NSO's Pegasus targets UN-backed investigator into possible Yemen war crimes
A UN-backed investigator's phone was targeted with the Israeli Pegasus spyware during his investigation.
A UN-backed investigator's mobile phone was hacked during his investigation into possible war crimes in Yemen, forensic analysis of the device has revealed.
Kamel Jendoubi, a Tunisian who served as the Chairman of the now defunct Group of Eminent Experts in Yemen (GEE), a panel mandated by the UN to investigate possible war crimes, was targeted by "Israel's" NSO Group, as revealed after experts at Amnesty International and the University of Toronto's Citizen Lab analyzed his phone.
The targeting seems to have taken place weeks before Jendoubi's panel released a report that concluded that the Saudi-led coalition in Yemen had committed “serious violations of international humanitarian law” that could lead to “criminal responsibility for war crimes."
The expert's number was on the leaked database of the Pegasus Project, which was an investigation into NSO by media outlets, which was coordinated by French non-profit group Forbidden Stories.
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Saudi Arabia's shuts down the investigation
According to The Guardian, the data seems to show that Jendoubi was being monitored by Saudi Arabia, a longtime former client of NSO, who claimed to have dropped it earlier this year following reports of it abusing the spyware.
An NSO spokesperson told The Guardian, “Based on the details you have provided us we can confirm that Kamel Jendoubi was not targeted by any of our current customers."
The UN mandate to investigate the possible war crimes came to an sudden stop in October, after the members of the Human Rights Council voted to end the investigation. The Guardian had reported earlier that Saudi Arabia used “incentives and threats” to shut down the UN investigation.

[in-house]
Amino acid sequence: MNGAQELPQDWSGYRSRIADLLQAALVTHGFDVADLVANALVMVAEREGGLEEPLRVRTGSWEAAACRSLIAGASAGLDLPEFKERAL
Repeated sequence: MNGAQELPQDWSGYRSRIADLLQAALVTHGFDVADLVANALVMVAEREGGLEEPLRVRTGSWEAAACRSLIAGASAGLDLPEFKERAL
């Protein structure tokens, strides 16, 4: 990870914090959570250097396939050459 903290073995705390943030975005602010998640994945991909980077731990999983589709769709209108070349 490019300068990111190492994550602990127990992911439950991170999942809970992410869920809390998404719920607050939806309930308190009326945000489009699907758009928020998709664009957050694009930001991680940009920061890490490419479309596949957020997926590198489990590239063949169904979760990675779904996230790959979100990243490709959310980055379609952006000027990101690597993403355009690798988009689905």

What is Pegasus?
According to an investigation led by The Washington Post and 16 media partners that were published on July 18, Pegasus is military-grade spyware leased by NSO to governments who used it in attempted and successful hacks of 37 smartphones belonging to journalists, human rights activists, and business executives.
Smartphones infected with Israeli spyware would become pocket-spying devices, allowing the user to read the target's messages, look through their photos, track their location, and even turn on their camera without their knowledge.
The investigation discovered that 37 targeted smartphones were found on a list of more than 50,000 numbers concentrated in countries known to engage in citizen surveillance and also known to have been clients of NSO Group.
The numbers on the list are unattributed, but via research and interviews on four continents, reporters were able to identify more than 1,000 people from more than 50 countries. Several members of the Gulf royal families, at least 65 corporate leaders, 85 human rights activists, 189 journalists, and over 600 politicians and government officials, including cabinet ministers, ambassadors, and military officers, have all been targeted.